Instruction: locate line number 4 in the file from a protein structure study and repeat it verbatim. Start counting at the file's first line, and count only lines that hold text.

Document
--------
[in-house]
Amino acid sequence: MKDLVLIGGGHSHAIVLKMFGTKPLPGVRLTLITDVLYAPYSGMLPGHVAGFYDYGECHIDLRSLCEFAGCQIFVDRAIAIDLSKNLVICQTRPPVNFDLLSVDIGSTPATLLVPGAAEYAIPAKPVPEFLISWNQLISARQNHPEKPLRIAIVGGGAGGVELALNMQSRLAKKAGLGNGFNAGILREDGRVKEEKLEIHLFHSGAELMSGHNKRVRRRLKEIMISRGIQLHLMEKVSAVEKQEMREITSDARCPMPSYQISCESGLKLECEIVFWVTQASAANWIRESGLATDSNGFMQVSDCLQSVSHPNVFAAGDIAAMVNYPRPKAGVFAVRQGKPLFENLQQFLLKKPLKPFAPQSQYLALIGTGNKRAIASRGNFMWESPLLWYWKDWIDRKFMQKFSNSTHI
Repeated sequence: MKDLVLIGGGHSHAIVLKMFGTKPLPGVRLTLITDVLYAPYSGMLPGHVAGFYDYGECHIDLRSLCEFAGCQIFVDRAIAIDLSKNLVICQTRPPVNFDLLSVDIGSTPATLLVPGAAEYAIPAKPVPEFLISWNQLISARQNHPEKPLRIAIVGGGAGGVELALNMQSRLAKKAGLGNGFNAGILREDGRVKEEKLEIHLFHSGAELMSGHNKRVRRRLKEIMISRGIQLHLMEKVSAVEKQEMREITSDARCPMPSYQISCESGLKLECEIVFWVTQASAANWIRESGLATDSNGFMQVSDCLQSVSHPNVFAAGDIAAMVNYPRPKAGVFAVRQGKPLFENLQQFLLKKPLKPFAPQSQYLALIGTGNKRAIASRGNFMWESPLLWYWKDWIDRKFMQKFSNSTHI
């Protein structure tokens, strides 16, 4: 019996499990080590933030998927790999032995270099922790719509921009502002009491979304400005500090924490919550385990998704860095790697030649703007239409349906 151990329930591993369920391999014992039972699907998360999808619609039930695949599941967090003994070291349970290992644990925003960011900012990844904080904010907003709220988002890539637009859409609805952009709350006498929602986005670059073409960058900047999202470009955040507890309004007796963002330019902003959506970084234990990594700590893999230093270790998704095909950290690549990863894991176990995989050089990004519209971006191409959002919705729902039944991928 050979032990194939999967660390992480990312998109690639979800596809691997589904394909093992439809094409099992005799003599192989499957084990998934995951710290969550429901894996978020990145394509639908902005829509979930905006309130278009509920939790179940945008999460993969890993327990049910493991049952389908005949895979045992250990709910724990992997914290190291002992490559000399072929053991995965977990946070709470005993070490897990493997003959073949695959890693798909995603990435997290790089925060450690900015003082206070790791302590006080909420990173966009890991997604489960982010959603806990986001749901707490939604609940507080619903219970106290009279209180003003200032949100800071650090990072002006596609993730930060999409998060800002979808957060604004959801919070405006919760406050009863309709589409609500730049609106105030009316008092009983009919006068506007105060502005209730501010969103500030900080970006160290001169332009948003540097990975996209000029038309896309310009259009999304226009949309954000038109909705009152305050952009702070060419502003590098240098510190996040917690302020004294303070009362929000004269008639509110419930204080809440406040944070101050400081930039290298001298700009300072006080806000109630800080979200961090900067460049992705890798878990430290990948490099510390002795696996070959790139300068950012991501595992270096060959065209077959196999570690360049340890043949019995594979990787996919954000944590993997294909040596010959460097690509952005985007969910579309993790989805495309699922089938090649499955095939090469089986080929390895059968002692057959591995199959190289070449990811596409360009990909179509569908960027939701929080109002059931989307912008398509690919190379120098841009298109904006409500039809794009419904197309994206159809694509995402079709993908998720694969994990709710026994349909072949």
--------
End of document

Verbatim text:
């Protein structure tokens, strides 16, 4: 019996499990080590933030998927790999032995270099922790719509921009502002009491979304400005500090924490919550385990998704860095790697030649703007239409349906 151990329930591993369920391999014992039972699907998360999808619609039930695949599941967090003994070291349970290992644990925003960011900012990844904080904010907003709220988002890539637009859409609805952009709350006498929602986005670059073409960058900047999202470009955040507890309004007796963002330019902003959506970084234990990594700590893999230093270790998704095909950290690549990863894991176990995989050089990004519209971006191409959002919705729902039944991928 050979032990194939999967660390992480990312998109690639979800596809691997589904394909093992439809094409099992005799003599192989499957084990998934995951710290969550429901894996978020990145394509639908902005829509979930905006309130278009509920939790179940945008999460993969890993327990049910493991049952389908005949895979045992250990709910724990992997914290190291002992490559000399072929053991995965977990946070709470005993070490897990493997003959073949695959890693798909995603990435997290790089925060450690900015003082206070790791302590006080909420990173966009890991997604489960982010959603806990986001749901707490939604609940507080619903219970106290009279209180003003200032949100800071650090990072002006596609993730930060999409998060800002979808957060604004959801919070405006919760406050009863309709589409609500730049609106105030009316008092009983009919006068506007105060502005209730501010969103500030900080970006160290001169332009948003540097990975996209000029038309896309310009259009999304226009949309954000038109909705009152305050952009702070060419502003590098240098510190996040917690302020004294303070009362929000004269008639509110419930204080809440406040944070101050400081930039290298001298700009300072006080806000109630800080979200961090900067460049992705890798878990430290990948490099510390002795696996070959790139300068950012991501595992270096060959065209077959196999570690360049340890043949019995594979990787996919954000944590993997294909040596010959460097690509952005985007969910579309993790989805495309699922089938090649499955095939090469089986080929390895059968002692057959591995199959190289070449990811596409360009990909179509569908960027939701929080109002059931989307912008398509690919190379120098841009298109904006409500039809794009419904197309994206159809694509995402079709993908998720694969994990709710026994349909072949």